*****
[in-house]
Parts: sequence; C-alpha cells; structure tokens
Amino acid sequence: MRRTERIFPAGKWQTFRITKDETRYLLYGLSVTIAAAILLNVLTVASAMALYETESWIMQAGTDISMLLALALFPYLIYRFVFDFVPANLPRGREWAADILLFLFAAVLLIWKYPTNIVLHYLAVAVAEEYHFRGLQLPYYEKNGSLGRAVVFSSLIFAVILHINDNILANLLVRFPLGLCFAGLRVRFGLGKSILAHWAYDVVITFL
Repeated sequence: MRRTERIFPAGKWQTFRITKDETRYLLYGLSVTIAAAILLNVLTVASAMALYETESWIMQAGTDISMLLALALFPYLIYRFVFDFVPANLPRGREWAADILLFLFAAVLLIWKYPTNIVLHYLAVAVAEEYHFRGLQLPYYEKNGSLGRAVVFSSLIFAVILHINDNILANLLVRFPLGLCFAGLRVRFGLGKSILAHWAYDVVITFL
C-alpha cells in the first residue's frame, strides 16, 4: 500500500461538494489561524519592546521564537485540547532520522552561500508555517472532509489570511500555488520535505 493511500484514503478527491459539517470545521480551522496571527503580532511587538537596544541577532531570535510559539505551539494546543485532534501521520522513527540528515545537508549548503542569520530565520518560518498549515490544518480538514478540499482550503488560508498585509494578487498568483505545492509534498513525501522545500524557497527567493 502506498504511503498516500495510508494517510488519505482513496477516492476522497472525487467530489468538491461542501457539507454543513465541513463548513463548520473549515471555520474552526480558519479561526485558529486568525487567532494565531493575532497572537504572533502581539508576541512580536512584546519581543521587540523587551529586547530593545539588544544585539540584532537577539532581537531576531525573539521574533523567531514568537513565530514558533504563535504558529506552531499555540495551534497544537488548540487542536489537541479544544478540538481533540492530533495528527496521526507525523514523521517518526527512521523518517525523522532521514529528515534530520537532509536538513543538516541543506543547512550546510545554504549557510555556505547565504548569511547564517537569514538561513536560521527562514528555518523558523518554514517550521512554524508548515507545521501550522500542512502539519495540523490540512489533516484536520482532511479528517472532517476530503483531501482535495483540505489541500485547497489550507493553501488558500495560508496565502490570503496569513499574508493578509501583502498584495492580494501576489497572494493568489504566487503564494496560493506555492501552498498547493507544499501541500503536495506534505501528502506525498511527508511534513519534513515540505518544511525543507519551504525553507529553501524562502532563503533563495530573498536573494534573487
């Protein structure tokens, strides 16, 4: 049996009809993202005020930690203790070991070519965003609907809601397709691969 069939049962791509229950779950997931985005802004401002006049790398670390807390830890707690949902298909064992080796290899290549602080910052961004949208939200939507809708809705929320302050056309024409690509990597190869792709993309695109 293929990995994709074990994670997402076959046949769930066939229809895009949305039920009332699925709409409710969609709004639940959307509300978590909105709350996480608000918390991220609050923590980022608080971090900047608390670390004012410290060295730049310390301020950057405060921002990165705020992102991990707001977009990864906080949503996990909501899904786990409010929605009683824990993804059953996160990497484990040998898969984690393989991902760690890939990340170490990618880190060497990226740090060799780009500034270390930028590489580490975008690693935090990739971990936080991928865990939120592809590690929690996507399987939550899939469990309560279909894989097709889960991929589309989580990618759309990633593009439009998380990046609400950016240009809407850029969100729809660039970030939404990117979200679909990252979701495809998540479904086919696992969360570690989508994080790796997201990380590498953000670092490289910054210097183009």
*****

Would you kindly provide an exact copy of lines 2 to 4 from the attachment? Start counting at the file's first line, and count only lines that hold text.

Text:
Parts: sequence; C-alpha cells; structure tokens
Amino acid sequence: MRRTERIFPAGKWQTFRITKDETRYLLYGLSVTIAAAILLNVLTVASAMALYETESWIMQAGTDISMLLALALFPYLIYRFVFDFVPANLPRGREWAADILLFLFAAVLLIWKYPTNIVLHYLAVAVAEEYHFRGLQLPYYEKNGSLGRAVVFSSLIFAVILHINDNILANLLVRFPLGLCFAGLRVRFGLGKSILAHWAYDVVITFL
Repeated sequence: MRRTERIFPAGKWQTFRITKDETRYLLYGLSVTIAAAILLNVLTVASAMALYETESWIMQAGTDISMLLALALFPYLIYRFVFDFVPANLPRGREWAADILLFLFAAVLLIWKYPTNIVLHYLAVAVAEEYHFRGLQLPYYEKNGSLGRAVVFSSLIFAVILHINDNILANLLVRFPLGLCFAGLRVRFGLGKSILAHWAYDVVITFL